The cars circling the Capitol building at midday Monday made much less of an inconvenience for Santa Fe than the news choppers circling overhead. 
Nonetheless, about 20 cars drove around Roundhouse for about an hour as part of New Mexico’s own “Operation Gridlock,” a movement to lift the stay-at-home orders and open the US economy during the COVID-19 pandemic. 
In other cities, similar protests locked up streets for hours, even preventing ambulances from reaching hospitals. But in Santa Fe, which health officials last week called a “superstar” for social distancing, not enough cars participated to create any type of traffic jam, though helicopters loudly passed overhead. 
Alexis Martinez Johnson, a Republican candidate for Congressional District 3, was the only participant who walked in front of the Capitol, pushing one of her children in a stroller. She and her four children wore bandannas around their faces. 
Alexis Martinez Johnson, a Republican candidate for Congressional District 3, talks with reporters in front of the Capitol.
Alexis Martinez Johnson, a Republican candidate for Congressional District 3, talks with reporters in front of the Capitol. | Katherine Lewin

"We think the governor has overreached her boundaries," she tells SFR. "It's the most strict regulations throughout the entire United States…As a mother of four children, I have the right to go into a gun store and purchase a firearm and ammunition to protect my children. I am not an extremist, I am not an activist, I am just a US citizen."

Gov. Michelle Lujan Grisham took relatively early action against the spread of the virus, issuing a stay-at-home order on March 23 and a stricter one on April 7. New Mexico has had 1,971 cases and 58 known deaths from COVID-19. 
In response to a news conference organized last week by members of the state Republican Party, Lujan Grisham penned an open letter to New Mexicans explaining why the state could not reopen yet.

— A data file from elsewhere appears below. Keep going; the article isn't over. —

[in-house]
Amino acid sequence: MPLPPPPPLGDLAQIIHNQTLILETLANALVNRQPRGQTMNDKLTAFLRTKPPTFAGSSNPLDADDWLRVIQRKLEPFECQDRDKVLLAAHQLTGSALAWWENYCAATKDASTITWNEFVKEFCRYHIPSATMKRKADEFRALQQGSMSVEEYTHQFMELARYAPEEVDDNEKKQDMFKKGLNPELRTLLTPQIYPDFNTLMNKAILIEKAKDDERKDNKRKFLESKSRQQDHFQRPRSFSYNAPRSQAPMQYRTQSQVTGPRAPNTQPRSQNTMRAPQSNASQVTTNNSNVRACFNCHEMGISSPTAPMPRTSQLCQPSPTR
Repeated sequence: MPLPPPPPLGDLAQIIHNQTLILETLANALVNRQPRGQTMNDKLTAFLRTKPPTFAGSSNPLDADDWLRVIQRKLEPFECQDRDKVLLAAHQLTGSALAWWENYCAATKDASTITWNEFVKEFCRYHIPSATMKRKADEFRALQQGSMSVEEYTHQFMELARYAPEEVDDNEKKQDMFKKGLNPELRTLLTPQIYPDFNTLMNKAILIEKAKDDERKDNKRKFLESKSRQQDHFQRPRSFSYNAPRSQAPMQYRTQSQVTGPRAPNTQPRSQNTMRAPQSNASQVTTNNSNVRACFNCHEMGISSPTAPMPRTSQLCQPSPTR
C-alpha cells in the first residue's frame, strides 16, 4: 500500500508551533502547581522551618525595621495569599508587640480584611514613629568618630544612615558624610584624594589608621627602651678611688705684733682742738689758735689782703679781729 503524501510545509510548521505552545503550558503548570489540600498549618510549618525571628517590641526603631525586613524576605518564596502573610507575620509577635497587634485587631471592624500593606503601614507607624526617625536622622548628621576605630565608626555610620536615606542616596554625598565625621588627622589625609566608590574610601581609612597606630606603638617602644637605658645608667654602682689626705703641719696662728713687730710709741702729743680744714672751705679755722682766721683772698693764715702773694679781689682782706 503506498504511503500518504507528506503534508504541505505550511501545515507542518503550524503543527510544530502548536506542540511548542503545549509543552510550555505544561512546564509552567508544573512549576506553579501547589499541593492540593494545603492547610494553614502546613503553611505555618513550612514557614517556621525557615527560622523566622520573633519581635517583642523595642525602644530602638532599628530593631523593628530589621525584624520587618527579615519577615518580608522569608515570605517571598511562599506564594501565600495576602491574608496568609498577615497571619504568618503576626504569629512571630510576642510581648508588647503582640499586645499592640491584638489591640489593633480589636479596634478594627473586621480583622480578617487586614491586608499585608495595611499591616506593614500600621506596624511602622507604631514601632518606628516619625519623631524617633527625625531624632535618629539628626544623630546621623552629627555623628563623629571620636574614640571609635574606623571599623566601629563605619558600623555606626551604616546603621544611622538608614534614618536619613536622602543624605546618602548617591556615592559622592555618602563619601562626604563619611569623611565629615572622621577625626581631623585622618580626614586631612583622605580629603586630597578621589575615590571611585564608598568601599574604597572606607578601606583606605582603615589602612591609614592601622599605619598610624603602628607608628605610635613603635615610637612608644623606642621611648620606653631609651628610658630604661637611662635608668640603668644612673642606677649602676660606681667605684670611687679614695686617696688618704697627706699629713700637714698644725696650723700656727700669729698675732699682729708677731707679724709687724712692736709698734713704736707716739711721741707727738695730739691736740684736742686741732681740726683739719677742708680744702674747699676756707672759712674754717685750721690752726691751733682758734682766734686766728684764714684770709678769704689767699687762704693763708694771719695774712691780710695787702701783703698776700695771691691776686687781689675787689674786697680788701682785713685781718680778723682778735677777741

Around a dozen cars circled the Capitol honking on Monday.
Around a dozen cars circled the Capitol honking on Monday. | Katherine Lewin

“Opening prematurely means exposing many more New Mexicans to risk—and extending our economic pain,” Lujan Grisham wrote. “It also means dishonoring the thousands of doctors, nurses, and other essential personnel who are putting their lives on the line every day for their fellow New Mexicans. Reopening too quickly means sacrificing many of the things we care about most—and gaining little in return.”

After circling the Capitol, the protesters gathered in the parking lot across the street. Many wore MAGA merchandise and voiced similar sentiments to Johnson and Trump supporters across the country: The stay-at-home order is unconstitutional and deadly for small businesses; opening up the economy is the most important thing and there are worse things than the virus, such as abortion and other illnesses. 
(From left to right) Terri Chrisman, Marcella Melendez and Debra Gowen mingle outside of their vehicles after the protest.
(From left to right) Terri Chrisman, Marcella Melendez and Debra Gowen mingle outside of their vehicles after the protest. | Katherine Lewin
Terri Chrisman and Deborah Gowen told a small pool of reporters they believe counties without cases of the virus should completely reopen and those with less infections should be able to open, albeit more slowly. 
“Social distancing will hurt more in the long run” than COVID-19 because of its effects on mental health, according to Gowen, and the state “should be opening slowly today…We know how to be responsible.”  

As of today, COVID-19 has killed 169,502 people around the world, according to data from Johns Hopkins University and Medicine. 39,083 people in the US have died, according to the Centers for Disease Control and Prevention

About 3-4% of people with COVID-19 have died (the number of reported deaths divided by the reported cases) while the seasonal influenza is typically deadly for about 0.1% of those infected, according to the World Health Organization.

For accurate information on the virus, please visit the CDC website and the New Mexico Department of Health. 
Protesters, some with masks and some without, talk with reporters about wanting to lift the stay-at-home order as soon as possible.
Protesters, some with masks and some without, talk with reporters about wanting to lift the stay-at-home order as soon as possible. | Katherine Lewin